Hyperuricemia and Adverse Pregnancy Outcomes in Ghanaian Women: Potential Mechanism
- *Corresponding Author:
- Ababio GK
Department of Medical Biochemistry
University of Ghana SBAHS
E-mail: [email protected]
Received date: March 22, 2016; Accepted date: May 21, 2016; Published date: May 24, 2016
Citation: Ababio GK, Adu-Bonsaffoh K, Botchway F, Abindau E, Quaye IKE (2016) Hyperuricemia and Adverse Pregnant Outcomes in Ghanaian Women: Potential Mechanism. Biochem Anal Biochem 5: 275. doi:10.4172/2161-1009.1000275
Copyright: © 2016 Ababio GK, et al. This is an open-access article distributed under the terms of the Creative Commons Attribution License, which permits unrestricted use, distribution, and reproduction in any medium, provided the original author and source are credited.
Background: Hyperuricemia has been associated with pre-eclampsia (PE) but limited data exist on the potential mechanism for the association. It is therefore imperative that data is collated for the pathogenic role of urate in PE; hence the focus.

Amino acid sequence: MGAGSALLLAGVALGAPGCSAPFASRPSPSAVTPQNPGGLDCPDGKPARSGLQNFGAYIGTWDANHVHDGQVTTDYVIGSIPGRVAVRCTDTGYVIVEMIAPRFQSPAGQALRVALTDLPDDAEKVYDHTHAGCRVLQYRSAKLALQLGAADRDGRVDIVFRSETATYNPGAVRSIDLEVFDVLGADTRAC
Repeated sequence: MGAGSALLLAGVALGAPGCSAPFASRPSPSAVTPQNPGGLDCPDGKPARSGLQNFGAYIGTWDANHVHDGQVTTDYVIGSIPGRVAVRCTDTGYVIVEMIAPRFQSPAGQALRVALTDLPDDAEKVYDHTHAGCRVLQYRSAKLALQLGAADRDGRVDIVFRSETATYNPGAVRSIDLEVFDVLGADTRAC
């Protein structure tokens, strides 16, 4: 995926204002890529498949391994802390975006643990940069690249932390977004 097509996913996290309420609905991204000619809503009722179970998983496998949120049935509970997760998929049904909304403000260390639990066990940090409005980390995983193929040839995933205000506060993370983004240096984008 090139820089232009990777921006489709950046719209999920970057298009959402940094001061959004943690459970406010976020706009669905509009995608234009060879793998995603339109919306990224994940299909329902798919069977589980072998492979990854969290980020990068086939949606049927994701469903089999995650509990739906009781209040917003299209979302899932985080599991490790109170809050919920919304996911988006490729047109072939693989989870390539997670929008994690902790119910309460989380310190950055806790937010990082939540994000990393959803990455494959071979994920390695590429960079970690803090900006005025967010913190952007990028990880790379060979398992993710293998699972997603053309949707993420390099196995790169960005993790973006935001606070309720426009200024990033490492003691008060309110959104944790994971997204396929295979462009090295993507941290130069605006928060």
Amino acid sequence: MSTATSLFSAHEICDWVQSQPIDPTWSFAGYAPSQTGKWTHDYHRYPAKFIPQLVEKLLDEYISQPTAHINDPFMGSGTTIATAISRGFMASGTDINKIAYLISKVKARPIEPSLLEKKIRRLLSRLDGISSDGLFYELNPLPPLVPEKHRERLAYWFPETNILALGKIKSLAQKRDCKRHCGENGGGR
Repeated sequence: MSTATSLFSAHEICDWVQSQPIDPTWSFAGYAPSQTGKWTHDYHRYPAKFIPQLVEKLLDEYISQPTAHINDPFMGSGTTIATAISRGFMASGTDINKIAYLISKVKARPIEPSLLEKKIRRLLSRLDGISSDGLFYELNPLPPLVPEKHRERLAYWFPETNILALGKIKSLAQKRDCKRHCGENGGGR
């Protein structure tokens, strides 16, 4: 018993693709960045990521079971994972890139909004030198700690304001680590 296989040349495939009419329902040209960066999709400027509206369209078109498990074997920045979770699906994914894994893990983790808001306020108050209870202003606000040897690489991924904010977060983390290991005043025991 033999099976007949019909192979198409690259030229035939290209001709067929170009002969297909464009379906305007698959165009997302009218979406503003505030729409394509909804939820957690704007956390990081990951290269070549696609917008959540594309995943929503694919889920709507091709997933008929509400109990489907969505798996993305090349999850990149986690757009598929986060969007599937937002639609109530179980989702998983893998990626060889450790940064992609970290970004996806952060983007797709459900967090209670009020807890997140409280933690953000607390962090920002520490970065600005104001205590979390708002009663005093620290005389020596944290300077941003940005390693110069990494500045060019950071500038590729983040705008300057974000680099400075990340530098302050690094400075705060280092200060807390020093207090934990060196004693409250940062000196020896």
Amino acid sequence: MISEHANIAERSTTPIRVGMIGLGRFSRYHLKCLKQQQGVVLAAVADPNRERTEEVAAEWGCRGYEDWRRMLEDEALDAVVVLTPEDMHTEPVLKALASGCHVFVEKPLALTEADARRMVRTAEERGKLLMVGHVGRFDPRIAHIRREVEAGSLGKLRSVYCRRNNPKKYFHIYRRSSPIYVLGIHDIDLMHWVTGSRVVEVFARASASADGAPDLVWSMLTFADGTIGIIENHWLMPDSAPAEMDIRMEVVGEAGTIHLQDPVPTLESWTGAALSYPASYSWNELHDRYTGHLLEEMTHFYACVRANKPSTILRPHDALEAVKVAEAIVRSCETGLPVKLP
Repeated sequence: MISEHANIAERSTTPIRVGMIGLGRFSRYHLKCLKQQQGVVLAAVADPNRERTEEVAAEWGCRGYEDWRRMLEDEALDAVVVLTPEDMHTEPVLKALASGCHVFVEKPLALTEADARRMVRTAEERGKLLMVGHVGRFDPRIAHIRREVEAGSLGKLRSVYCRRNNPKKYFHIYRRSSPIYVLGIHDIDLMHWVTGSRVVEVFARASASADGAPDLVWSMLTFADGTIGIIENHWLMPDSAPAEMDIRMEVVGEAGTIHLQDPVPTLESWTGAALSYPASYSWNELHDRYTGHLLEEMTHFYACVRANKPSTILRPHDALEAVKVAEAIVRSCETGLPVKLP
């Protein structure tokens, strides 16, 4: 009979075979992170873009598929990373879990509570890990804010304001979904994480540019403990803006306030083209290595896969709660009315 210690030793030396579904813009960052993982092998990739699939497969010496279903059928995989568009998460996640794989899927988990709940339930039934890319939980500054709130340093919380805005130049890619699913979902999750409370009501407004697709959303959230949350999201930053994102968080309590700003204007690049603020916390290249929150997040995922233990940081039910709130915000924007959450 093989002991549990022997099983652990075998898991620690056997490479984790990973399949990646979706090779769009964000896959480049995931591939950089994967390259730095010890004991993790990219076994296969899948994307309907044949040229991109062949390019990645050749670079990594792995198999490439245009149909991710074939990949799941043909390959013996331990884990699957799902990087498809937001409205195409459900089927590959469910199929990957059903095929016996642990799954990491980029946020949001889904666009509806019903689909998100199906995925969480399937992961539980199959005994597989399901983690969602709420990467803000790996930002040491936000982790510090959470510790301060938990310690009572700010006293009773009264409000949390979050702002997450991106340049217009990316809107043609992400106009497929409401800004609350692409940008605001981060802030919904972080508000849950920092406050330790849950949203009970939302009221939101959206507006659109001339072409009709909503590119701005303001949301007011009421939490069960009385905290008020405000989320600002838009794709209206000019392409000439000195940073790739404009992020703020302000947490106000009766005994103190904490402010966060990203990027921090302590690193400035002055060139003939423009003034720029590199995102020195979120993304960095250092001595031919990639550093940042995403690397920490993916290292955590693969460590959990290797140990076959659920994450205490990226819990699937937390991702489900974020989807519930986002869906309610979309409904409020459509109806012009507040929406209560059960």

Aim: To investigate the association between uric acid levels and pregnancy outcomes in Ghanaian women.
Methodology: The nested case control study was located at the Obstetrics and Gynecology department of the Korle-Bu Teaching Hospital (KBTH). One hundred and fourteen consented subjects were recruited after ethical clearance was obtained and structured questionnaire administered to them. Four milliliter (4 ml) blood and five milliliter (5 ml) urine samples were taken for biochemical analysis and urinalysis respectively. An automated chemistry analyzer was used to quantify blood chemistry. The data was captured as protected health information (PHI) and analyzed with SPSS version 18.
Results: In pre-eclampsia, patients with hyperuricemia (>360 umol/L) were associated with low birth weight (1033.3 ± 57.7). Among the pregnant women with lesser weeks of gestation (< 34 weeks), PE patients had their uric acid levels elevated, Apgar scores decreased and birth-weight decreased compared to ≥ 34 weeks gestation category.
Conclusion: Increased uric acid levels could generate free radicals that might impair the endothelial system and cause adverse pregnant outcomes.